Background: Chemotherapy-induced peripheral neuropathy (CIPN) persists after treatment in up to 40% of cancer survivors and has been linked with increased balance deficits, disabilities, and fall occurrences. This study aimed to comprehensively assess the links between CIPN, balance deficits, and functional disability and to inform the development of clinical screening tools for patients at risk of these events. Patients and Methods: A total of 190 cancer survivors exposed to neurotoxic chemotherapies (age, 57 ± 13 years; average time from completion of neurotoxic therapy, 12 ± 11 months) attended a neurology research clinic for a single cross-sectional assessment of patient-reported and objective CIPN, standing balance in 4 conditions of increasing difficulty, and functional disability. Results: Most patients (68%) reported CIPN symptoms at assessment. Symptomatic patients displayed increased functional disability (F=39.4; P<.001) and balance deficits (F=34.5; P<.001), with degree of balance impairments consistent with a healthy elderly population (age ≥65 years) reporting multiple falls over the subsequent year. Increasing CIPN severity correlated with increasing functional disability (clinically assessed R2=0.46; patient-reported R2=0.49; P<.001) and balance deficits (clinically assessed R2=0.41; patient-reported R2=0.30; P<.001). A 5-factor model of key independent correlates—patient-reported numbness/tingling, weakness, and balance deficit; age; and vibration perception—was strongly linked to balance deficits (R2=0.46; P<.001) and functional disability (R2=0.56; P<.001). Conclusions: This study confirms links between increasing CIPN severity and increasing balance deficits and functional disability using comprehensive CIPN assessment methodology. The extent of balance deficits in patients with CIPN underscores the functional consequences of neurotoxicity. A 5-factor model provides a foundation for clinical screening tools to assess balance deficits and functional disability in patients exposed to neurotoxic chemotherapies.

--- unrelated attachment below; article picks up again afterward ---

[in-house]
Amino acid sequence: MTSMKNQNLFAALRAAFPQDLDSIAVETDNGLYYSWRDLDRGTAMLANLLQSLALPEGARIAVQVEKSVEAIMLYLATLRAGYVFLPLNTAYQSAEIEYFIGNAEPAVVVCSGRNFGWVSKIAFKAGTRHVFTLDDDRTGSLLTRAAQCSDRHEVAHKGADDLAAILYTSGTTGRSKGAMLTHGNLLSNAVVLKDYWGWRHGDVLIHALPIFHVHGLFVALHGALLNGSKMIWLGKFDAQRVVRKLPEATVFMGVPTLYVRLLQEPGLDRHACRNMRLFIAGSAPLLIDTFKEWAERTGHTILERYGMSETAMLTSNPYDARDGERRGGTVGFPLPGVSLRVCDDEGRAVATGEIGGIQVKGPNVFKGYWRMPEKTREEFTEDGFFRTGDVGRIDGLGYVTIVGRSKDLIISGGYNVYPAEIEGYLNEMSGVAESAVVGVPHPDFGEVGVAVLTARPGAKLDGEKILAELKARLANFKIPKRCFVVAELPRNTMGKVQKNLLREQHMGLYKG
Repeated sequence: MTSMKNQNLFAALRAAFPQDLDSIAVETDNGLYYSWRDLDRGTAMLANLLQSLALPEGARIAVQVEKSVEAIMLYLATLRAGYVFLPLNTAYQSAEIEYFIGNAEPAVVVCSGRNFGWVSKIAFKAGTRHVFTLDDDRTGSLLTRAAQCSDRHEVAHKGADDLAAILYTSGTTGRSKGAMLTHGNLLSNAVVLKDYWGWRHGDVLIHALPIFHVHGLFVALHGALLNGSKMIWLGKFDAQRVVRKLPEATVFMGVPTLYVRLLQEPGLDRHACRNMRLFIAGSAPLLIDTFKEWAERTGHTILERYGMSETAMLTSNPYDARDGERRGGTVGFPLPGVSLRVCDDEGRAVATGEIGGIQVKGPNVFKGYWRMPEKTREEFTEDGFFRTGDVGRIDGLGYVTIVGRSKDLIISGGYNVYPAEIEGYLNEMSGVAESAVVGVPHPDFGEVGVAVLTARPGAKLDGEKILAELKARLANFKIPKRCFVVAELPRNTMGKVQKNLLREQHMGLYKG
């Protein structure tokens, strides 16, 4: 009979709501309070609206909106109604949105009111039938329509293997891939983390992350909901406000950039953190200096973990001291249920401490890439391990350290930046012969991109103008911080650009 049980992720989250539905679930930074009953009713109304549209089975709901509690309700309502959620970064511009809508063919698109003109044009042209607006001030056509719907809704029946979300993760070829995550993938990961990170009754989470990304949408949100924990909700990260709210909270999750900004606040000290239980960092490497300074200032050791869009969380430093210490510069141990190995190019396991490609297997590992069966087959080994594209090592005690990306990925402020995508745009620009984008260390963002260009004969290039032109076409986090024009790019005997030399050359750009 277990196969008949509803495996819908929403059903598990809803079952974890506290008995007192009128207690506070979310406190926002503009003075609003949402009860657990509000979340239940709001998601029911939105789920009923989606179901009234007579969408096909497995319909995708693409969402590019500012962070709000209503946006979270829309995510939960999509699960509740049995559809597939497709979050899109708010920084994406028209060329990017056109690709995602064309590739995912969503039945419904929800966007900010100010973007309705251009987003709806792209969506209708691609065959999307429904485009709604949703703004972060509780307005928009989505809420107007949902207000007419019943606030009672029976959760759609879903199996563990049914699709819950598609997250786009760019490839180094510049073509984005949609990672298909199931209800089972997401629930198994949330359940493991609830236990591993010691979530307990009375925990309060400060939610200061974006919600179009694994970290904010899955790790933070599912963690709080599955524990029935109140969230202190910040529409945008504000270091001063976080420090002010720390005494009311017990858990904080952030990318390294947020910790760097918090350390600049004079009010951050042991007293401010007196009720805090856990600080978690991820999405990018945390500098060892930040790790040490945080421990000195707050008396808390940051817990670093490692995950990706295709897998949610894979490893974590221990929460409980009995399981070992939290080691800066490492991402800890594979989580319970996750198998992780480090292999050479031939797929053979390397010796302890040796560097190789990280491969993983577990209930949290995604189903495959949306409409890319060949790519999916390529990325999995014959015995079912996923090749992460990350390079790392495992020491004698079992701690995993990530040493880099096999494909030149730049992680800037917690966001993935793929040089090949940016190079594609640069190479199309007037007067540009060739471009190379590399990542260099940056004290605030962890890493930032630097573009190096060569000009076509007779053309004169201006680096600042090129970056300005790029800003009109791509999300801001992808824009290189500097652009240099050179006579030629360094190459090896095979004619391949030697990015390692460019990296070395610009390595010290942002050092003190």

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Metastatic Breast Cancer, Version 1.2012

Featured Updates to the NCCN Guidelines

Robert W. Carlson, D. Craig Allred, Benjamin O. Anderson, Harold J. Burstein, Stephen B. Edge, William B. Farrar, Andres Forero, Sharon Hermes Giordano, Lori J. Goldstein, William J. Gradishar, Daniel F. Hayes, Clifford A. Hudis, Steven Jay Isakoff, Britt-Marie E. Ljung, David A. Mankoff, P. Kelly Marcom, Ingrid A. Mayer, Beryl McCormick, Lori J. Pierce, Elizabeth C. Reed, Mary Lou Smith, Hatem Soliman, George Somlo, Richard L. Theriault, John H. Ward, Antonio C. Wolff, Richard Zellars, Rashmi Kumar and Dorothy A. Shead

These NCCN Guidelines Insights highlight the important updates/changes specific to the management of metastatic breast cancer in the 2012 version of the NCCN Clinical Practice Guidelines in Oncology (NCCN Guidelines) for Breast Cancer. These changes/updates include the issue of retesting of biomarkers (estrogen receptor, progesterone receptor, and human epidermal growth factor receptor 2) on recurrent disease, new information regarding first-line combination endocrine therapy for metastatic disease, a new section on monitoring of patients with metastatic disease, and new information on endocrine therapy combined with an mTOR inhibitor as a subsequent therapeutic option.

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Richard L. Theriault, Robert W. Carlson, Craig Allred, Benjamin O. Anderson, Harold J. Burstein, Stephen B. Edge, William B. Farrar, Andres Forero, Sharon Hermes Giordano, Lori J. Goldstein, William J. Gradishar, Daniel F. Hayes, Clifford A. Hudis, Steven J. Isakoff, Britt-Marie E. Ljung, David A. Mankoff, P. Kelly Marcom, Ingrid A. Mayer, Beryl McCormick, Lori J. Pierce, Elizabeth C. Reed, Lee S. Schwartzberg, Mary Lou Smith, Hatem Soliman, George Somlo, John H. Ward, Antonio C. Wolff, Richard Zellars, Dorothy A. Shead and Rashmi Kumar

These NCCN Guidelines Insights highlight the important updates specific to the management of HER2-positive metastatic breast cancer in the 2013 version of the NCCN Clinical Practice Guidelines in Oncology for Breast Cancer. These include new first-line and subsequent therapy options for patients with HER2-positive metastatic breast cancer.